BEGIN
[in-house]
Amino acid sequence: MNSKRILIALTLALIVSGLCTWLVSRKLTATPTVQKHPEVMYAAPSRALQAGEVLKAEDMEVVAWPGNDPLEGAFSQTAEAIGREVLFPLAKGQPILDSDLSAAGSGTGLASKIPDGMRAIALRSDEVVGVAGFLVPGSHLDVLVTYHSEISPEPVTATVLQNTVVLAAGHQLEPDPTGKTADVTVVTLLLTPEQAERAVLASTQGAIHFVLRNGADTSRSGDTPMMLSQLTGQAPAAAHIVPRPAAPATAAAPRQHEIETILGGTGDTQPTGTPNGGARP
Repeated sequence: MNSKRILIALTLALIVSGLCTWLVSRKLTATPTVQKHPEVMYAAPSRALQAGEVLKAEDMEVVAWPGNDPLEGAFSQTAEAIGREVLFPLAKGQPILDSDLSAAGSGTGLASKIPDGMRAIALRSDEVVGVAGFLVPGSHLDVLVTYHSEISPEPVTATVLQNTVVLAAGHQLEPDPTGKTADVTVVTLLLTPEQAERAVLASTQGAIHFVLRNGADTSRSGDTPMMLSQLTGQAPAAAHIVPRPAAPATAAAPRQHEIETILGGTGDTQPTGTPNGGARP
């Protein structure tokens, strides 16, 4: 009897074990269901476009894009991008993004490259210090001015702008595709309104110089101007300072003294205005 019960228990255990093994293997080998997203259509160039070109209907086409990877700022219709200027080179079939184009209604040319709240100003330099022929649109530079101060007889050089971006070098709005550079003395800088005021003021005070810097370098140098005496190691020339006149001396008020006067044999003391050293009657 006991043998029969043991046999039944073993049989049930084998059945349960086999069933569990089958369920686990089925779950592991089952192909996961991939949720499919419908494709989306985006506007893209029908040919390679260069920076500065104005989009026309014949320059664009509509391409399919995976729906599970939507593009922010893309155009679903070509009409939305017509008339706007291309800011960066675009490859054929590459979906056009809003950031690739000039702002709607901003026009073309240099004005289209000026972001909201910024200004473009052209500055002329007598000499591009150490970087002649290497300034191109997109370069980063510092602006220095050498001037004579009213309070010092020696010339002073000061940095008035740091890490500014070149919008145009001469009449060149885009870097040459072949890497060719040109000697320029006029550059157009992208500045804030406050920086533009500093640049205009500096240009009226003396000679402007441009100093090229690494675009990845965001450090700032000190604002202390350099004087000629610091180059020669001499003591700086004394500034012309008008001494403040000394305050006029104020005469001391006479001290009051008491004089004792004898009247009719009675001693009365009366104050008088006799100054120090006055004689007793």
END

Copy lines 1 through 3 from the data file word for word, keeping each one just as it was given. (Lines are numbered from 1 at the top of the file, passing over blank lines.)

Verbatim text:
[in-house]
Amino acid sequence: MNSKRILIALTLALIVSGLCTWLVSRKLTATPTVQKHPEVMYAAPSRALQAGEVLKAEDMEVVAWPGNDPLEGAFSQTAEAIGREVLFPLAKGQPILDSDLSAAGSGTGLASKIPDGMRAIALRSDEVVGVAGFLVPGSHLDVLVTYHSEISPEPVTATVLQNTVVLAAGHQLEPDPTGKTADVTVVTLLLTPEQAERAVLASTQGAIHFVLRNGADTSRSGDTPMMLSQLTGQAPAAAHIVPRPAAPATAAAPRQHEIETILGGTGDTQPTGTPNGGARP
Repeated sequence: MNSKRILIALTLALIVSGLCTWLVSRKLTATPTVQKHPEVMYAAPSRALQAGEVLKAEDMEVVAWPGNDPLEGAFSQTAEAIGREVLFPLAKGQPILDSDLSAAGSGTGLASKIPDGMRAIALRSDEVVGVAGFLVPGSHLDVLVTYHSEISPEPVTATVLQNTVVLAAGHQLEPDPTGKTADVTVVTLLLTPEQAERAVLASTQGAIHFVLRNGADTSRSGDTPMMLSQLTGQAPAAAHIVPRPAAPATAAAPRQHEIETILGGTGDTQPTGTPNGGARP